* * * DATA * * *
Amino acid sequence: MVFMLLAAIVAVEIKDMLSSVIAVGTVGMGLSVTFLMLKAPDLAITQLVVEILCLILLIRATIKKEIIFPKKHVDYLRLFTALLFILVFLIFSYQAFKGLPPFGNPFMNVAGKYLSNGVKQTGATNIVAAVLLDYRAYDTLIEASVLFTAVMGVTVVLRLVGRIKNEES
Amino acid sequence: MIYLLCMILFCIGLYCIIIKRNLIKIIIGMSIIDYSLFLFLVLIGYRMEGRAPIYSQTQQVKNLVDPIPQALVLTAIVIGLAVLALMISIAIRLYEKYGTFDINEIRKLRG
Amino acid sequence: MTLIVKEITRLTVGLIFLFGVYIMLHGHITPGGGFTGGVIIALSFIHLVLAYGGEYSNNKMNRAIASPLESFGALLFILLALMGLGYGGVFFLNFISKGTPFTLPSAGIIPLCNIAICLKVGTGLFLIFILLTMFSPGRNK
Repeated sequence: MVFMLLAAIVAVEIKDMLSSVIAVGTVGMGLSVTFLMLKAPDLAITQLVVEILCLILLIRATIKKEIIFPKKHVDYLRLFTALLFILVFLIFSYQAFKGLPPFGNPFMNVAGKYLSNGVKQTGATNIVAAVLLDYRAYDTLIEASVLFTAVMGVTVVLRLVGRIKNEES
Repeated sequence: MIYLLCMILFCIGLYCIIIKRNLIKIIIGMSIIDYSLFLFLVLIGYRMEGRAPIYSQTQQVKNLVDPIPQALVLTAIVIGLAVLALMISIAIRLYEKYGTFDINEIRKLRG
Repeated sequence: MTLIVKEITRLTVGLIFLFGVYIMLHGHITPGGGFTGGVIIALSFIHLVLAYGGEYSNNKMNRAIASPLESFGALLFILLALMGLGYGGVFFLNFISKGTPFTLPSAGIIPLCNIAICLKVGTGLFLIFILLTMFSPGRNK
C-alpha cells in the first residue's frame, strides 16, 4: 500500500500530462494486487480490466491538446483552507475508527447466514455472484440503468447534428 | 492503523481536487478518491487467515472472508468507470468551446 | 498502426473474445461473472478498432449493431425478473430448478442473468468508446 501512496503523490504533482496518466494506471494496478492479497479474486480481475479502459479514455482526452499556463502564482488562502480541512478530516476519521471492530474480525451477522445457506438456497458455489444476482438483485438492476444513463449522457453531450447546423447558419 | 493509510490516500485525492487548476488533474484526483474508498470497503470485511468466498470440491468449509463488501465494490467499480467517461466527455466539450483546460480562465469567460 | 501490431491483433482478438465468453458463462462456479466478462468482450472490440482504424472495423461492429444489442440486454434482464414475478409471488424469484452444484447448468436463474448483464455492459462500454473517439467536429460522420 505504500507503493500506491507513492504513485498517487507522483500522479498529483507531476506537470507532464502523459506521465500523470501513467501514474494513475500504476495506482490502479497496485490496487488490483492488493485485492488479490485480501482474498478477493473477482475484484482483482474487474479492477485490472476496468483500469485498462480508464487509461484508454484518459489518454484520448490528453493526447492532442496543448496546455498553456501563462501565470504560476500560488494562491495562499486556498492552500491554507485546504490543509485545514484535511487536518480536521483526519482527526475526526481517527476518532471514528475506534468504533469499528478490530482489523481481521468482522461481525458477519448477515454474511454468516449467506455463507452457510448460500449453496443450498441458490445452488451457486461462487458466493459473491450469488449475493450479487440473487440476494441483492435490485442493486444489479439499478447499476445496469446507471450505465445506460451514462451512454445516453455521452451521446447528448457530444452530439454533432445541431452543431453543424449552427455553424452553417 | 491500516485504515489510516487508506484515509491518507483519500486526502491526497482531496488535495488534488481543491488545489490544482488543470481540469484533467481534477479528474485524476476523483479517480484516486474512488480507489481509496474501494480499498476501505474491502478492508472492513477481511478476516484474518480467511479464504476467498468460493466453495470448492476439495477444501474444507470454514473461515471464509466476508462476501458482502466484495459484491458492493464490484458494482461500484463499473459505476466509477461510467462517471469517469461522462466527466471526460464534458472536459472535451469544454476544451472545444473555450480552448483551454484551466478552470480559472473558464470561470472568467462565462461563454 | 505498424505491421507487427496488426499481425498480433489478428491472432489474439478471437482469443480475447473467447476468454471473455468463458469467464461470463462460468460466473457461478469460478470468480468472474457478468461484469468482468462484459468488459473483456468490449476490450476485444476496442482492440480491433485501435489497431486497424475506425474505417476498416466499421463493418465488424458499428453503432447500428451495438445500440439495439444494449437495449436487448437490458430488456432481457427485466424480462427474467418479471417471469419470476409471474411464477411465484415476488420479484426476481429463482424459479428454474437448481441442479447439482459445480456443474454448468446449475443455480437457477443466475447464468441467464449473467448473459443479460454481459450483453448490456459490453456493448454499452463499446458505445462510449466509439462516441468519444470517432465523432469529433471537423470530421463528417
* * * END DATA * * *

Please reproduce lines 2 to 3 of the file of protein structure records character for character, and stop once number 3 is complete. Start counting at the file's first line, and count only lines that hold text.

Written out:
Amino acid sequence: MIYLLCMILFCIGLYCIIIKRNLIKIIIGMSIIDYSLFLFLVLIGYRMEGRAPIYSQTQQVKNLVDPIPQALVLTAIVIGLAVLALMISIAIRLYEKYGTFDINEIRKLRG
Amino acid sequence: MTLIVKEITRLTVGLIFLFGVYIMLHGHITPGGGFTGGVIIALSFIHLVLAYGGEYSNNKMNRAIASPLESFGALLFILLALMGLGYGGVFFLNFISKGTPFTLPSAGIIPLCNIAICLKVGTGLFLIFILLTMFSPGRNK